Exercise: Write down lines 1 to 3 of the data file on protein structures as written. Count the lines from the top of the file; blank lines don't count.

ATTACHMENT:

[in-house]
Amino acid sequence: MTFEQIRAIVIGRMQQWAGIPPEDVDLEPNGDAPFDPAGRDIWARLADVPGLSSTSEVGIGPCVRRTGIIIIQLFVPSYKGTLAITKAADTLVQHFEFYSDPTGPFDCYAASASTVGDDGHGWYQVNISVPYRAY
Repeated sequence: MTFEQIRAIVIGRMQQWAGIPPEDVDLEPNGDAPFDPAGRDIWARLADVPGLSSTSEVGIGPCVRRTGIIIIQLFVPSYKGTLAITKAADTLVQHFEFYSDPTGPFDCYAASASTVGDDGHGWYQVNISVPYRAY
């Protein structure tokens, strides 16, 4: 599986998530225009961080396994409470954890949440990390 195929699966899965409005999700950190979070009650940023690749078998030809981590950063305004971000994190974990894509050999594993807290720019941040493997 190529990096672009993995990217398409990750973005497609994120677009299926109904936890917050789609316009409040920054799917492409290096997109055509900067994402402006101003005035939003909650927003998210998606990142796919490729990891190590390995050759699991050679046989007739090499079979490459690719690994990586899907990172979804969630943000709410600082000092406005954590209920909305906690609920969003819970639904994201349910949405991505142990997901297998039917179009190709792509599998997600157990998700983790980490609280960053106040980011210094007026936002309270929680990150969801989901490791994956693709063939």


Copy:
[in-house]
Amino acid sequence: MTFEQIRAIVIGRMQQWAGIPPEDVDLEPNGDAPFDPAGRDIWARLADVPGLSSTSEVGIGPCVRRTGIIIIQLFVPSYKGTLAITKAADTLVQHFEFYSDPTGPFDCYAASASTVGDDGHGWYQVNISVPYRAY
Repeated sequence: MTFEQIRAIVIGRMQQWAGIPPEDVDLEPNGDAPFDPAGRDIWARLADVPGLSSTSEVGIGPCVRRTGIIIIQLFVPSYKGTLAITKAADTLVQHFEFYSDPTGPFDCYAASASTVGDDGHGWYQVNISVPYRAY